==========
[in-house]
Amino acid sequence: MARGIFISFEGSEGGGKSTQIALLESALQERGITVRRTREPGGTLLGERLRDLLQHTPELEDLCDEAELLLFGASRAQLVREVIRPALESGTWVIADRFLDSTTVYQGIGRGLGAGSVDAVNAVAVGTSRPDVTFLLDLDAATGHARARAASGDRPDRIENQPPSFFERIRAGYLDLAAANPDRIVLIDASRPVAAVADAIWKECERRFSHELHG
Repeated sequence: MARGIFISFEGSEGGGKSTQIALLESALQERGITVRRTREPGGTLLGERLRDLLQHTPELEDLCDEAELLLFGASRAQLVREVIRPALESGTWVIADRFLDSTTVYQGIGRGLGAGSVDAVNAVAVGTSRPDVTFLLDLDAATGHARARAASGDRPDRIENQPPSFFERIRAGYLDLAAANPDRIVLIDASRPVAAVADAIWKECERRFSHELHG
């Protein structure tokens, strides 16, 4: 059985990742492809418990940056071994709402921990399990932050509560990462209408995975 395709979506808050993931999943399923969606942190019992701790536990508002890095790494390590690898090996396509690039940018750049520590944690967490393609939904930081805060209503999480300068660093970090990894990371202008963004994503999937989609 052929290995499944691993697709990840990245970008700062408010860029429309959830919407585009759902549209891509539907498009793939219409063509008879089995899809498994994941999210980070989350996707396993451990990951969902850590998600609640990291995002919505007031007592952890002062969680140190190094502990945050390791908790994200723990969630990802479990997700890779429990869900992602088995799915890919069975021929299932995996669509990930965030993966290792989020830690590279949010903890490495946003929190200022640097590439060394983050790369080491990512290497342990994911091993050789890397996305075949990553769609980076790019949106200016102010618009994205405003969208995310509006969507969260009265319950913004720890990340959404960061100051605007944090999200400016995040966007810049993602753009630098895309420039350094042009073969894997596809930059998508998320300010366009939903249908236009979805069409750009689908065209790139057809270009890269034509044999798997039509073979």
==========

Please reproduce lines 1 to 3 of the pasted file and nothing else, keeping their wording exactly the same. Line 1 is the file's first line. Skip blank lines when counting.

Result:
[in-house]
Amino acid sequence: MARGIFISFEGSEGGGKSTQIALLESALQERGITVRRTREPGGTLLGERLRDLLQHTPELEDLCDEAELLLFGASRAQLVREVIRPALESGTWVIADRFLDSTTVYQGIGRGLGAGSVDAVNAVAVGTSRPDVTFLLDLDAATGHARARAASGDRPDRIENQPPSFFERIRAGYLDLAAANPDRIVLIDASRPVAAVADAIWKECERRFSHELHG
Repeated sequence: MARGIFISFEGSEGGGKSTQIALLESALQERGITVRRTREPGGTLLGERLRDLLQHTPELEDLCDEAELLLFGASRAQLVREVIRPALESGTWVIADRFLDSTTVYQGIGRGLGAGSVDAVNAVAVGTSRPDVTFLLDLDAATGHARARAASGDRPDRIENQPPSFFERIRAGYLDLAAANPDRIVLIDASRPVAAVADAIWKECERRFSHELHG